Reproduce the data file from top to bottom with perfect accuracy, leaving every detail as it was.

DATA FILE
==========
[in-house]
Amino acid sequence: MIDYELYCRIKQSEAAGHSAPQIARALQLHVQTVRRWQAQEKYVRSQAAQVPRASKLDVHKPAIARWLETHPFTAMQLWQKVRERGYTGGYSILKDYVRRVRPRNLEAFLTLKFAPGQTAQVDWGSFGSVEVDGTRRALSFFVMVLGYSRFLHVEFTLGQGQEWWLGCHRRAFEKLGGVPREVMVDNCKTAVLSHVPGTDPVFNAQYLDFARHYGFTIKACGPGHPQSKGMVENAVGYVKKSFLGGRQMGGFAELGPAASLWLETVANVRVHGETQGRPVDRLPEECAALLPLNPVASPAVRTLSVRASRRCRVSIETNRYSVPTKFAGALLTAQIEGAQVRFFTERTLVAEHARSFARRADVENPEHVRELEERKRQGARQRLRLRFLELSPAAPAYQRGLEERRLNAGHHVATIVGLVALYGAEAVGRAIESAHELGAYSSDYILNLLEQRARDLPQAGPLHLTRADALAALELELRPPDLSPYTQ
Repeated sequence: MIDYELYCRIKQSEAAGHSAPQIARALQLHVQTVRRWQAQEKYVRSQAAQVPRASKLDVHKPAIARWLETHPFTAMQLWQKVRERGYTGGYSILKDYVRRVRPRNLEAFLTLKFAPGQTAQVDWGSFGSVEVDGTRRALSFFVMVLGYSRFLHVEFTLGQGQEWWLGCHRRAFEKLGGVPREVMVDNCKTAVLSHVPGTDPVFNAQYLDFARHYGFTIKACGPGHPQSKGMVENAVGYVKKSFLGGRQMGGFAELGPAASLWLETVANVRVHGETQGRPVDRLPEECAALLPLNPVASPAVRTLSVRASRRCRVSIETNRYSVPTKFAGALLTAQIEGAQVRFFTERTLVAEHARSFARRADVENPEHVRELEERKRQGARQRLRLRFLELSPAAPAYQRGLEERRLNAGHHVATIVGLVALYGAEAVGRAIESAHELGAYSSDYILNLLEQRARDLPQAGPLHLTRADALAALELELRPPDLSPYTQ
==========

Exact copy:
[in-house]
Amino acid sequence: MIDYELYCRIKQSEAAGHSAPQIARALQLHVQTVRRWQAQEKYVRSQAAQVPRASKLDVHKPAIARWLETHPFTAMQLWQKVRERGYTGGYSILKDYVRRVRPRNLEAFLTLKFAPGQTAQVDWGSFGSVEVDGTRRALSFFVMVLGYSRFLHVEFTLGQGQEWWLGCHRRAFEKLGGVPREVMVDNCKTAVLSHVPGTDPVFNAQYLDFARHYGFTIKACGPGHPQSKGMVENAVGYVKKSFLGGRQMGGFAELGPAASLWLETVANVRVHGETQGRPVDRLPEECAALLPLNPVASPAVRTLSVRASRRCRVSIETNRYSVPTKFAGALLTAQIEGAQVRFFTERTLVAEHARSFARRADVENPEHVRELEERKRQGARQRLRLRFLELSPAAPAYQRGLEERRLNAGHHVATIVGLVALYGAEAVGRAIESAHELGAYSSDYILNLLEQRARDLPQAGPLHLTRADALAALELELRPPDLSPYTQ
Repeated sequence: MIDYELYCRIKQSEAAGHSAPQIARALQLHVQTVRRWQAQEKYVRSQAAQVPRASKLDVHKPAIARWLETHPFTAMQLWQKVRERGYTGGYSILKDYVRRVRPRNLEAFLTLKFAPGQTAQVDWGSFGSVEVDGTRRALSFFVMVLGYSRFLHVEFTLGQGQEWWLGCHRRAFEKLGGVPREVMVDNCKTAVLSHVPGTDPVFNAQYLDFARHYGFTIKACGPGHPQSKGMVENAVGYVKKSFLGGRQMGGFAELGPAASLWLETVANVRVHGETQGRPVDRLPEECAALLPLNPVASPAVRTLSVRASRRCRVSIETNRYSVPTKFAGALLTAQIEGAQVRFFTERTLVAEHARSFARRADVENPEHVRELEERKRQGARQRLRLRFLELSPAAPAYQRGLEERRLNAGHHVATIVGLVALYGAEAVGRAIESAHELGAYSSDYILNLLEQRARDLPQAGPLHLTRADALAALELELRPPDLSPYTQ